- Patients with the diagnosis or clinical suspicion of craniopharyngioma in whom planned clinical management will include tissue sampling
- 0-21 years of age
- COMIRB number
Children's Hospital Colorado physicians would like to learn more about pediatric craniopharyngioma. If your child has been diagnosed with craniopharyngioma and you would like to participate in a research study, please email CNSOncologyresearch@childrenscolorado.org.
Craniopharyngioma is an uncommon, slow-growing brain tumor that can occur in children or adults. Craniopharyngioma always occurs in the same location, known as the sellar/suprasellar region. This region is located just behind and between the eyes. Despite its benign histological features, craniopharyngioma can often be difficult to treat, resulting in multiple symptoms that can significantly impair the patient's and family's quality of life. Current treatment regimens are limited to surgery and radiation therapy.
Purpose of study
The goal of the study is to identify biologically rational therapeutics for the medical treatment of adamantinomatous craniopharyngioma by confirming the overexpression of specific molecules and ultimately improving treatment for patients with this rare tumor.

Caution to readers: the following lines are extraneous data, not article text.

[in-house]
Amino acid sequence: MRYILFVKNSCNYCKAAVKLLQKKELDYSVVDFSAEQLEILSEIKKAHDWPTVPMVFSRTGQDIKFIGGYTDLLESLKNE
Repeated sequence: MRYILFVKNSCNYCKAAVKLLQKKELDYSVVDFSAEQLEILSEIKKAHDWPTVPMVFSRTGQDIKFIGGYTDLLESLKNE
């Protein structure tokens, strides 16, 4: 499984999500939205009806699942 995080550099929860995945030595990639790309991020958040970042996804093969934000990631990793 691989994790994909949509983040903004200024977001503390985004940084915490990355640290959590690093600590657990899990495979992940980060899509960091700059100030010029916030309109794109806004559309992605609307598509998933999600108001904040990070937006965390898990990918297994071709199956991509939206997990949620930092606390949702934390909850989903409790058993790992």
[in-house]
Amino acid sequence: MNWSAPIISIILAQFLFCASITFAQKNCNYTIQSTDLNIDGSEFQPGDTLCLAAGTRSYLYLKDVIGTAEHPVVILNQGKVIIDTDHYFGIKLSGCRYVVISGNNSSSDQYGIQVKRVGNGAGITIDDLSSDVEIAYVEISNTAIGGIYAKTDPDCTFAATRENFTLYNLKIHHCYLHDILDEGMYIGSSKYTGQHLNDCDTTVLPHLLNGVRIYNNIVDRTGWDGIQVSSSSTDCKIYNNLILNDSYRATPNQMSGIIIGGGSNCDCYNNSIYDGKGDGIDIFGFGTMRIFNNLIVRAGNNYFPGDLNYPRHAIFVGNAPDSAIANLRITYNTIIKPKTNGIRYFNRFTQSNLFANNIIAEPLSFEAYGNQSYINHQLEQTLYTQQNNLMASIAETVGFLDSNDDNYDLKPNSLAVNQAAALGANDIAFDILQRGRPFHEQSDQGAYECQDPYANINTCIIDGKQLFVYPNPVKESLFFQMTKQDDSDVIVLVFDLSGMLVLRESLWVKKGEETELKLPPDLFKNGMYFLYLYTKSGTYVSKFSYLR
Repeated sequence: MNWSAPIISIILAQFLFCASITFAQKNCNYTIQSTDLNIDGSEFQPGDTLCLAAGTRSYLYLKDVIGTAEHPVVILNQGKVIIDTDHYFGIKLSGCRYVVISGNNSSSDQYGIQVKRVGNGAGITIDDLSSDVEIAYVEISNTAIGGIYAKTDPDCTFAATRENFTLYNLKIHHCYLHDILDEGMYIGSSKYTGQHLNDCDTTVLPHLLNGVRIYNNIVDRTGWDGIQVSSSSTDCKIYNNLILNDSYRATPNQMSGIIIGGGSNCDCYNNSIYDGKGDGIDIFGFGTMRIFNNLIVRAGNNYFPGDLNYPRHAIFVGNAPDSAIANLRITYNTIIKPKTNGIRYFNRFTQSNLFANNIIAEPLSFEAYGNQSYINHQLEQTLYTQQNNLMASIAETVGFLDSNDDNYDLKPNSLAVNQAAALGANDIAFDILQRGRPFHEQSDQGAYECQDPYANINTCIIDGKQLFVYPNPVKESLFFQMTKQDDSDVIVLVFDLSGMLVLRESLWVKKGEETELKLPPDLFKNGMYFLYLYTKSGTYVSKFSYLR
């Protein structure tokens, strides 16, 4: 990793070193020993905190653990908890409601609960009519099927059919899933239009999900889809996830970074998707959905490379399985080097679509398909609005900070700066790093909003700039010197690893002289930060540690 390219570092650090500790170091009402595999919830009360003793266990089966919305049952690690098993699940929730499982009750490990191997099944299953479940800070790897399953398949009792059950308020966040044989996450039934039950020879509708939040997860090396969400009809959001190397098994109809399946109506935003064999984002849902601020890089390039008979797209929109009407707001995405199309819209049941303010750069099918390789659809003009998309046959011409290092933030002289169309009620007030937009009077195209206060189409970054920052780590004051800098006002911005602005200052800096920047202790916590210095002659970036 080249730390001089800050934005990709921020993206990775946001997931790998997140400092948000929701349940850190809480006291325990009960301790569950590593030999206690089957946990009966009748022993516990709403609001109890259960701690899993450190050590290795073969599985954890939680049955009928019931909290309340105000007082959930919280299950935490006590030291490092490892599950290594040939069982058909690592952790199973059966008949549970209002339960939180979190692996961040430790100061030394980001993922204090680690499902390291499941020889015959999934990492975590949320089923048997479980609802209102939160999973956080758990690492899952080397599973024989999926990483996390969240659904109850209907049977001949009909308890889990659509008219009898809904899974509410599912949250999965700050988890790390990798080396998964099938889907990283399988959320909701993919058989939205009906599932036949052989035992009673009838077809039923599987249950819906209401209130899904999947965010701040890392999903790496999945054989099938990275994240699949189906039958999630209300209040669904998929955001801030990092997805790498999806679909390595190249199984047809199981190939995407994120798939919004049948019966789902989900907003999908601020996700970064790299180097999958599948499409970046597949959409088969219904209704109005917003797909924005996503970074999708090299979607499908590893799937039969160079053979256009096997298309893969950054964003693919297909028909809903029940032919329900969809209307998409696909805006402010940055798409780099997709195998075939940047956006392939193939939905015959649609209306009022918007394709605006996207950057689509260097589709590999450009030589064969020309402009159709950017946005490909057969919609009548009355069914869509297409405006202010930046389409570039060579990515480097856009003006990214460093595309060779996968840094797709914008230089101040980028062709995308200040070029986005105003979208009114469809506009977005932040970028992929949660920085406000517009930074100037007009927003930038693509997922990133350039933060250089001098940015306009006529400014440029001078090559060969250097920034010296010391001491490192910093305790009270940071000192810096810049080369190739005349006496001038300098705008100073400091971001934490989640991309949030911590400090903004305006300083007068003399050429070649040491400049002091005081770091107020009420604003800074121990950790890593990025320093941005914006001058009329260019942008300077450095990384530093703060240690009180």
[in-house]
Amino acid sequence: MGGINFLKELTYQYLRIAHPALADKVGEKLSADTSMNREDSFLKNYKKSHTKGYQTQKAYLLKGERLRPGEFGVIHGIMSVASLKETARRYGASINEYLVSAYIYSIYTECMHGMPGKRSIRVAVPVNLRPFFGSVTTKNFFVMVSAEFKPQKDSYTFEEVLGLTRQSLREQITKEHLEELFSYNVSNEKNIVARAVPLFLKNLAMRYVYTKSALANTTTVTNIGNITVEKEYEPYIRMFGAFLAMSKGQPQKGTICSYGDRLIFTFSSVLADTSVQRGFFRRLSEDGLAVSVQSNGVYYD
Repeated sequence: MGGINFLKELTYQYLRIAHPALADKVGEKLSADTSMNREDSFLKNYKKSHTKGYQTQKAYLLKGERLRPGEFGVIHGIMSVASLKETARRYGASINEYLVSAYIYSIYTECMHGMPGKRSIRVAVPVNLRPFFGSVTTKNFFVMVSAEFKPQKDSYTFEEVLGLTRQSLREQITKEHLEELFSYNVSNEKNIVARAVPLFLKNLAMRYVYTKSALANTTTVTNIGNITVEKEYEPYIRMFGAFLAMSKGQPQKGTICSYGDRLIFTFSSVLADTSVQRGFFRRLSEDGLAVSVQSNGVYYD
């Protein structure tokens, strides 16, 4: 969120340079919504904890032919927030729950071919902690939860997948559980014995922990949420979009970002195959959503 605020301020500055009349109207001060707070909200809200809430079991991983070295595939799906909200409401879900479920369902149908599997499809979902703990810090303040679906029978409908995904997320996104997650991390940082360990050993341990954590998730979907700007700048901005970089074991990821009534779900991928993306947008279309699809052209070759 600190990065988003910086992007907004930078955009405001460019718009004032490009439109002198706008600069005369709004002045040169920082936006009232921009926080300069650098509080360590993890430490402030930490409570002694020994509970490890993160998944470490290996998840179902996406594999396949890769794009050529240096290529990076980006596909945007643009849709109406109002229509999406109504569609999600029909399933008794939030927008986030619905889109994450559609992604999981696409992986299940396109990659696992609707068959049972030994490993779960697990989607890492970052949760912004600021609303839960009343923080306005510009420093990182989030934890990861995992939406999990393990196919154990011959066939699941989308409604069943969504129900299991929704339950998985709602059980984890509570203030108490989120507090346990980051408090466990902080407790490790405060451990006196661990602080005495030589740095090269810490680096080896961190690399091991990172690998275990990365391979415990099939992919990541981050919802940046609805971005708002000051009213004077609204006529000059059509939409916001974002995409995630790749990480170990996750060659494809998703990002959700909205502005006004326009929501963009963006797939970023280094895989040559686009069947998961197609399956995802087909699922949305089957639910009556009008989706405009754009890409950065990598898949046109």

- Collect a tissue sample at your time of surgery or any follow up surgeries
- Collect baseline and short-term follow up data from your medical chart (up to one year)
- Collect survey/questionnaire prior to your surgery (most likely at time of consent)
- Contact you at 1 month and 12 months post-surgery via phone or email to provide the Internet address where you can fill out a brief questionnaire at your convenience
- Collect long-term follow up data on a yearly basis from your medical chart (up to 21 years old or transfer of your care to adult hospital)
- Possibly contact you again in the future to ask for permission to do additional, new studies of your tissue
Principal Investigator: Todd Hankinson, MD
Learn more about our Neuro-Oncology Program, and the diagnosis and treatment of infants, children, teens and young adults with brain tumors.